Riling Muslim leaders, one of John McCain's fellow Vietnam POWs defended the Iraq War Friday by saying, "The Muslims have said either we kneel or they're going to kill us.''
''I don't intend to kneel and I don't advocate to anybody that we kneel. And John doesn't advocate to anybody that we kneel,'' Col. Bud Day added in a conference call with reporters arranged by the Republican Party of Florida on behalf on McCain.
Muslims and Arab-American groups quickly denounced what they described as the ''bigoted'' comments from Day, a Pensacola resident, Medal of Honor recipient and member of the Swift Boat Veterans for Truth attack machine from 2004.
''This is as close to racist as it gets. These are cheap street tactics,'' said Khaled Saffuri, who helped organize Arab outreach for President Bush's 2000 campaign but is now a Libertarian. "Even if this is called a mistake or a slip of the tongue, it shows a bigger problem with racism. McCain and the Republican party should denounce this.''
A Republican party spokeswoman said later that Day acknowledged he misspoke. She said he ''made an unfortunate mistake'' that could offend. The McCain campaign did not respond to repeated requests for comment.
Day's description of Muslims overshadowed the intent of the conference call: to discuss a campaign video that reinforced McCain's assault on Democrat Barack Obama's foreign policy credentials as he prepares to visit Iraq.
Obama's campaign, meantime, has been bashing McCain's economic policies. Polls show the economy is the top concern of voters nationwide and in Florida, a must-win state for McCain. Polls suggest Florida voters favor McCain slightly more than Obama, an inverse of national numbers.
The Democrat's campaign assailed McCain on Friday for keeping former Sen. Phil Gramm as an economic advisor. Gramm recently said America is becoming a ''nation of whiners'' that's in a "mental recession.''
Obama's campaign also jumped on a Thursday report in The Miami Herald that showed Florida leads the nation in job loss. Florida maintained its dubious distinction according to federal numbers released Friday, sowing the state lost 78,100 jobs during the past year. Highlighting the new numbers, Obama's campaign said in a Friday statement that ``Florida residents can't afford four more years of President Bush's failed economic policies through John McCain.''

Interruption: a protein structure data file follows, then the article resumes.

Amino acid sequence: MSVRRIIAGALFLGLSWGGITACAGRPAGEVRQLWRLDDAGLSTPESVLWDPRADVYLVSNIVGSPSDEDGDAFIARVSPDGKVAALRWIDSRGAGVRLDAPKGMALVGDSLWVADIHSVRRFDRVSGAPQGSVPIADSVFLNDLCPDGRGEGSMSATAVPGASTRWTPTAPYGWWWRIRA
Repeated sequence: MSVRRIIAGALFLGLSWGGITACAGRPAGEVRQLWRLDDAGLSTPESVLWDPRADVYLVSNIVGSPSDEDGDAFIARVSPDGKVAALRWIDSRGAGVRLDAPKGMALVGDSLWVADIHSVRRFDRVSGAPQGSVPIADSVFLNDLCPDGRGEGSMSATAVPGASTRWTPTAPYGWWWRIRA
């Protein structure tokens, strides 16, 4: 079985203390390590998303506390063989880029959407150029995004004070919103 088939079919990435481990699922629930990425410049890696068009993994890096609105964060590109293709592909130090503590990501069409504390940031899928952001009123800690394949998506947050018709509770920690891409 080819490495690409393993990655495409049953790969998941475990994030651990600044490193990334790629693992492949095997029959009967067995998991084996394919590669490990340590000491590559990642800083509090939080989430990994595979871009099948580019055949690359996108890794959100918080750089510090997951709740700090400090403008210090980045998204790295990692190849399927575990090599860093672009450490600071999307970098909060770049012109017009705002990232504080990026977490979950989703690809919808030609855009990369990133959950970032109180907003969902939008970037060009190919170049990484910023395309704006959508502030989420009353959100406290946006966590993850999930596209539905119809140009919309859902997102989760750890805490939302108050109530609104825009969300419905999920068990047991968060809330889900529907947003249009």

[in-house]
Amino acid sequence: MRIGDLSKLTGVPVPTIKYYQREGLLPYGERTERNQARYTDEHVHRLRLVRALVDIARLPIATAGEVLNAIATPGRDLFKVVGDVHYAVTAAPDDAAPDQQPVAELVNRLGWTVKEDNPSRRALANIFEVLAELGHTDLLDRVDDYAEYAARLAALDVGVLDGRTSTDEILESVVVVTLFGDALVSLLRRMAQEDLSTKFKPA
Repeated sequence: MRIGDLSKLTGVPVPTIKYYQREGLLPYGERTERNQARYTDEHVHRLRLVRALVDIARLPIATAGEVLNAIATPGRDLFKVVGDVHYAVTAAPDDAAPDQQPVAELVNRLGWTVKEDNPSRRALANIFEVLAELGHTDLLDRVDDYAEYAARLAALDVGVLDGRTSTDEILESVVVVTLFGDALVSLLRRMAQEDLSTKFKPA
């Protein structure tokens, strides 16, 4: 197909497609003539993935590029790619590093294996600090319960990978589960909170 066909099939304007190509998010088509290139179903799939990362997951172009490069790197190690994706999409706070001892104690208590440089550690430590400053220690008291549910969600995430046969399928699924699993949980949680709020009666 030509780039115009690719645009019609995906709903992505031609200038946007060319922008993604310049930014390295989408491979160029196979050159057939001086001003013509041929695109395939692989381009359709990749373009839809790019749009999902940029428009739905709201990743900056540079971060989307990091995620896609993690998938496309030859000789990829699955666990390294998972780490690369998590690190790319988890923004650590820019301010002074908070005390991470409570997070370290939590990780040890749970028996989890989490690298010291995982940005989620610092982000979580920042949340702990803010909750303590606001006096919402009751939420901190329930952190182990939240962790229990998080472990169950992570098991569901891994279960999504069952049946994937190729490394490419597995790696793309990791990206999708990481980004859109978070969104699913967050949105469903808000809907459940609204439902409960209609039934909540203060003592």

The response from McCain's camp, which bristles at the framing of McCain as a Bush clone on the economy: Obama would raise taxes.
Where the economy is Obama's strong suit, polls suggest the war is a source of credibility for McCain. Voters see him as a better commander in chief. The reduction in violence in recent months helps bolster McCain's argument that the ''surge'' escalation of troops in Iraq is working.
The GOP has assailed Obama for advocating the withdrawal of troops even though he hasn't visited Iraq since January 2006.
''I think it's incredible that he would make up his mind before he ever got the facts,'' Day told reporters. "He certainly has a lot to learn, because when he gets there, those American kids are going to tell him the surge is working.''
While Iraq is tricky ground for Obama, religion has proven most troublesome. Conservative talk-show hosts have made much of his middle name -- Hussein -- and Republicans have portrayed him as unfriendly to Israel.
Obama has tried to distance himself from false rumors he's a Muslim. But when the campaign tried to set the record straight by launching the fightthesmears.com website, Muslims protested that he was calling Islam a ``smear.''
A July Newsweek poll suggests that the ''smear'' is working anyway, with 12 percent of voters falsely believing he was sworn into office in the Senate on a Koran and not a Christian Bible; 26 percent incorrectly saying he was raised a Muslim, and 39 percent incorrectly believing that he went to an Islamic fundmentalist school in Indonesia as a kid.
Muslim leaders say there are about seven million Muslims in the United States, but other estimates put the size of the community around 2.5 million. Many have long complained that they have been vilified as terrorists since the Sept. 11 attacks launched by a segment of radical extremists who don't represent the 1.1 billion Muslims worldwide.
The founder of the American Arab Institute, James Zogby, said Thursday that the ''rhetoric'' of Bush and McCain have furthered misunderstanding of Muslims by frequently pairing ''Islam'' and the words ''terrorist'' and ''fascism'' in stump speeches.
But as for calling Obama a Muslim, Zogby said, Democrat Hillary Clinton's supporters might bear more blame.
''I got those e-mails. I saw them. They were nasty,'' Zogby said. 'They try to sow suspicion and fear by saying: `We don't know him. He's not one of us.' The insult is to all American Muslims. To use 'Muslim' as the the ultimate slur does real damage here and abroad. And it's bigoted.''
But that wasn't Day's intent, said Republican Party of Florida spokeswoman Katie Gordon. ''Clearly he did not intend to alienate the Muslim community in any way. He was talking about terrorists. He mistakenly used the word `Muslim,''' Gordon said. ``That was 30 seconds of a 30-minute call in which he talked eloquently about his and the senator's experience in the war and the senator's leadership qualities.''